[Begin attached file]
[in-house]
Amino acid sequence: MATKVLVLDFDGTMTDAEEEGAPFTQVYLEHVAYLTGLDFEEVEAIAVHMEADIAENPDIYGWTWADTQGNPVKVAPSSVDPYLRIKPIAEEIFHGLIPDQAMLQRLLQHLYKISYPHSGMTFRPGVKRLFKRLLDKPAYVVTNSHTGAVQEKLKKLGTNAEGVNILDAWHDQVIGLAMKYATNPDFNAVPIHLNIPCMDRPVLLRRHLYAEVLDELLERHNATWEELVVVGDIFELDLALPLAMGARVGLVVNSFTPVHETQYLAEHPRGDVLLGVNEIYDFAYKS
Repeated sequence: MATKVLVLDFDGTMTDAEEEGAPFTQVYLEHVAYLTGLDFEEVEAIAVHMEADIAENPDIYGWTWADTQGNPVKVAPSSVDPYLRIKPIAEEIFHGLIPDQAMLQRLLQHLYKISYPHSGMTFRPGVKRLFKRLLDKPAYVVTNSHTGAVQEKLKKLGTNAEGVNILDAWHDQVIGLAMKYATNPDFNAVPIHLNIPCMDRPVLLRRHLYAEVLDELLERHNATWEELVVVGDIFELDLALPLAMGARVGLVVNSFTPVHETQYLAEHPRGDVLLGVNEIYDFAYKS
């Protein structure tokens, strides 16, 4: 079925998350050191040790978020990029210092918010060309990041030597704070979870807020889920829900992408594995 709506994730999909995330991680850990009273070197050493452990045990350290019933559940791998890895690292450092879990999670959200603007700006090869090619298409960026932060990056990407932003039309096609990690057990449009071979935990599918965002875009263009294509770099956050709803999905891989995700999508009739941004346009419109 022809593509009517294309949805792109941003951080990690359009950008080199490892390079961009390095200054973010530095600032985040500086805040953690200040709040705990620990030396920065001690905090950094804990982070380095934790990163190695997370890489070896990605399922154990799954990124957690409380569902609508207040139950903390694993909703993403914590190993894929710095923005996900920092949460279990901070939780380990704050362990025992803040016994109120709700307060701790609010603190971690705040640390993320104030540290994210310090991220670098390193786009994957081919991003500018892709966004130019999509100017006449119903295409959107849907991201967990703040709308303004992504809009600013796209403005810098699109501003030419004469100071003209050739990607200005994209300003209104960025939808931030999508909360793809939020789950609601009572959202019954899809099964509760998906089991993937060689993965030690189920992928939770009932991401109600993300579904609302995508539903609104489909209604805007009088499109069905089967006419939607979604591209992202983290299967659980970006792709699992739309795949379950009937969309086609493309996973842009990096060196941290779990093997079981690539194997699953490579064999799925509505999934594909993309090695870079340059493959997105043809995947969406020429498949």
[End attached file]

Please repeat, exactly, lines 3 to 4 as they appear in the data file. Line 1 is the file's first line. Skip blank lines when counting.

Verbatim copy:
Repeated sequence: MATKVLVLDFDGTMTDAEEEGAPFTQVYLEHVAYLTGLDFEEVEAIAVHMEADIAENPDIYGWTWADTQGNPVKVAPSSVDPYLRIKPIAEEIFHGLIPDQAMLQRLLQHLYKISYPHSGMTFRPGVKRLFKRLLDKPAYVVTNSHTGAVQEKLKKLGTNAEGVNILDAWHDQVIGLAMKYATNPDFNAVPIHLNIPCMDRPVLLRRHLYAEVLDELLERHNATWEELVVVGDIFELDLALPLAMGARVGLVVNSFTPVHETQYLAEHPRGDVLLGVNEIYDFAYKS
């Protein structure tokens, strides 16, 4: 079925998350050191040790978020990029210092918010060309990041030597704070979870807020889920829900992408594995 709506994730999909995330991680850990009273070197050493452990045990350290019933559940791998890895690292450092879990999670959200603007700006090869090619298409960026932060990056990407932003039309096609990690057990449009071979935990599918965002875009263009294509770099956050709803999905891989995700999508009739941004346009419109 022809593509009517294309949805792109941003951080990690359009950008080199490892390079961009390095200054973010530095600032985040500086805040953690200040709040705990620990030396920065001690905090950094804990982070380095934790990163190695997370890489070896990605399922154990799954990124957690409380569902609508207040139950903390694993909703993403914590190993894929710095923005996900920092949460279990901070939780380990704050362990025992803040016994109120709700307060701790609010603190971690705040640390993320104030540290994210310090991220670098390193786009994957081919991003500018892709966004130019999509100017006449119903295409959107849907991201967990703040709308303004992504809009600013796209403005810098699109501003030419004469100071003209050739990607200005994209300003209104960025939808931030999508909360793809939020789950609601009572959202019954899809099964509760998906089991993937060689993965030690189920992928939770009932991401109600993300579904609302995508539903609104489909209604805007009088499109069905089967006419939607979604591209992202983290299967659980970006792709699992739309795949379950009937969309086609493309996973842009990096060196941290779990093997079981690539194997699953490579064999799925509505999934594909993309090695870079340059493959997105043809995947969406020429498949």